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Excerpted from Feeling Good: The New Mood Therapy by David Burns. Copyright © 1999 by David Burns. Excerpted by permission of HarperCollins Publishers, Inc.  All rights reserved. No part of this excerpt may be reproduced or reprinted without permission in writing from the publisher. HTML and web pages copyright © by SpiritSite.com.
 

"I have been centrally involved in the development of cognitive therapy, and this book is the first to describe these methods to the general public."

  David Burns, Feeling Good, Part 1

Depression has been called the world's number one public health problem. In fact, depression is so widespread it is considered the common cold of psychiatric disturbances. But there is a grim difference between depression and a cold. Depression can kill you. The suicide rate, studies indicate, has been on a shocking increase in recent years, even among children and adolescents. This escalating death rate has occurred in spite of the billions of antidepressant drugs and tranquilizers that have been dispensed during the past several decades.

This might sound fairly gloomy. Before you get even more depressed, let me tell you the good news. Depression is an illness and not a necessary part of healthy living. What's more important -- you can overcome it by learning some simple methods for mood elevation. A group of psychiatrists and psychologists at the University of Pennsylvania School of Medicine has reported a significant breakthrough in the treatment and prevention of mood disorders. Dissatisfied with traditional methods for treating depression because they found them to be slow and ineffective, these doctors developed and systematically tested an entirely new and remarkably successful approach to depression and other emotional disorders. A series of recent studies confirms that these techniques reduce the symptoms of depression much more rapidly than conventional psychotherapy or drug therapy. The name of this revolutionary treatment is "cognitive therapy."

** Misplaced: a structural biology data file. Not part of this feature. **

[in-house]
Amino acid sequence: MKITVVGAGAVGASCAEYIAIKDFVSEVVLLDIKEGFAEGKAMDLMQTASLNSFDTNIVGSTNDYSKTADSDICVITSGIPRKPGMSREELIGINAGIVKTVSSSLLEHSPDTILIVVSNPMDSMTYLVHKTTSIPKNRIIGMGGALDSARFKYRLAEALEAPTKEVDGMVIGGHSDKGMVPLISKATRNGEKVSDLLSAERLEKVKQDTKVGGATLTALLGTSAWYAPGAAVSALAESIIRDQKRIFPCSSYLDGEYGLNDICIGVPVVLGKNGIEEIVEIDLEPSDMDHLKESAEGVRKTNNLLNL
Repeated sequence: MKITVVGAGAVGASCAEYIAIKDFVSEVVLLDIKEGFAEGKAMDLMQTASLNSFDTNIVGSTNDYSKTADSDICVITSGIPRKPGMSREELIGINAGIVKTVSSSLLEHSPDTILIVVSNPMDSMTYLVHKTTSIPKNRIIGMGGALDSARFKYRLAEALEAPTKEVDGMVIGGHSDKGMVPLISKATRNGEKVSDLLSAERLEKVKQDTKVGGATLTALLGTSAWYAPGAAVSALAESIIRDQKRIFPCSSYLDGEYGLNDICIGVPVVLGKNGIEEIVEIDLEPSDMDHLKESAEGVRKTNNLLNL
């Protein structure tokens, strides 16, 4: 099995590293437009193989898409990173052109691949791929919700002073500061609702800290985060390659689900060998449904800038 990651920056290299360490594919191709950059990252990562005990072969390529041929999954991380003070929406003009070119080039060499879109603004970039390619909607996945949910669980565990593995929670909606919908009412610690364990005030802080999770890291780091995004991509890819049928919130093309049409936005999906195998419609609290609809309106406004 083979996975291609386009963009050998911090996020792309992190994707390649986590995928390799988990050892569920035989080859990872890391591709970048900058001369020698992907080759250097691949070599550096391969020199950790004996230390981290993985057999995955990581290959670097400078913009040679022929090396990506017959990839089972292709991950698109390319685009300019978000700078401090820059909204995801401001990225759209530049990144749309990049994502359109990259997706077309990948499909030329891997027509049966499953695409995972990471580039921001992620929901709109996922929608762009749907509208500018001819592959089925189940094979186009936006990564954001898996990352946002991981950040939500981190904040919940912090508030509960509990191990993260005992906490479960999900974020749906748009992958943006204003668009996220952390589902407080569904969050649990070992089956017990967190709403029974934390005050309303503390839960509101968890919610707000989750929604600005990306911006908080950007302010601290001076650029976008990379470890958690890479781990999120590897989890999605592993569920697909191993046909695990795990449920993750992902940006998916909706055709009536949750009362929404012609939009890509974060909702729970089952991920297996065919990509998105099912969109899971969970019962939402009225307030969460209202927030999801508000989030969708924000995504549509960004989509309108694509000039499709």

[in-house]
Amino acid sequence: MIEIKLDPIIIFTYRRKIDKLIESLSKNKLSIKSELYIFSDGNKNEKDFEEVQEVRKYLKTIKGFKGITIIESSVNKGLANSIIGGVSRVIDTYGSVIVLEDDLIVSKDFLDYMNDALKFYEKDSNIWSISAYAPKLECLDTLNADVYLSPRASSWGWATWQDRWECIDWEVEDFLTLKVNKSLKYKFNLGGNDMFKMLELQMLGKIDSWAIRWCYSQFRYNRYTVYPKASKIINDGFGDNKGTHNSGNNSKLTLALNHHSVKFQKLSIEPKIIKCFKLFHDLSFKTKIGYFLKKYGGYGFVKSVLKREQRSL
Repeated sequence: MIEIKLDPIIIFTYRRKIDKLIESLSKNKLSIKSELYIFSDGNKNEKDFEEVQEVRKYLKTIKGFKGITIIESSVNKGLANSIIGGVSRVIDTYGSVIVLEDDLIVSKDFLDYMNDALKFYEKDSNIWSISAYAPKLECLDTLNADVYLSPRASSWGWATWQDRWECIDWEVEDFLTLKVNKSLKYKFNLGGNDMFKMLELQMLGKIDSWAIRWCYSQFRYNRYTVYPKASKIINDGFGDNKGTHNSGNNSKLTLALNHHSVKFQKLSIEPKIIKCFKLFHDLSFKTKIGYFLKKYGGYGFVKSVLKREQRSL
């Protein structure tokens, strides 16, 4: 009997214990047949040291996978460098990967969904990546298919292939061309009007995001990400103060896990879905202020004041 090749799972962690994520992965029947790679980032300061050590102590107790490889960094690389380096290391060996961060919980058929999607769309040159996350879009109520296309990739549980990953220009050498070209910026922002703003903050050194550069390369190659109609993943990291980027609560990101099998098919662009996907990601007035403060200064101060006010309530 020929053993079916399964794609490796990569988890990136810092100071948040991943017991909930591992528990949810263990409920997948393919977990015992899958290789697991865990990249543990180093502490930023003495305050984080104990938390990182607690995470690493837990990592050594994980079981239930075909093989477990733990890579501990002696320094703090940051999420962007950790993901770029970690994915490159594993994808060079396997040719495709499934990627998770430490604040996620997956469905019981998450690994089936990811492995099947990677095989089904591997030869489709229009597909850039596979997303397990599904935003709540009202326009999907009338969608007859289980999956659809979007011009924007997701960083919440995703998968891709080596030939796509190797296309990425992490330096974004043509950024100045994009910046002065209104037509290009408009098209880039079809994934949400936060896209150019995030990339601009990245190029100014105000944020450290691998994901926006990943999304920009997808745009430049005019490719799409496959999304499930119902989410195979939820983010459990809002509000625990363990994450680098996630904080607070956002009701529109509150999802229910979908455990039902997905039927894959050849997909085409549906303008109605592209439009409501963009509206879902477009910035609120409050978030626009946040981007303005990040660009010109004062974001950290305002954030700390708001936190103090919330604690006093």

I have been centrally involved in the development of cognitive therapy, and this book is the first to describe these methods to the general public. The systematic application and scientific evaluation of this approach in treating clinical depression traces its origins to the innovative work of Drs. Albert Ellis and Aaron T. Beck, who began to refine their unique approach to mood transformation in the mid-1950's and early 1960's.* Their pioneering efforts began to emerge into prominence in the past decade because of the research that many mental-health professionals have undertaken to refine and evaluate cognitive therapy methods at academic institutions in the United States and abroad.

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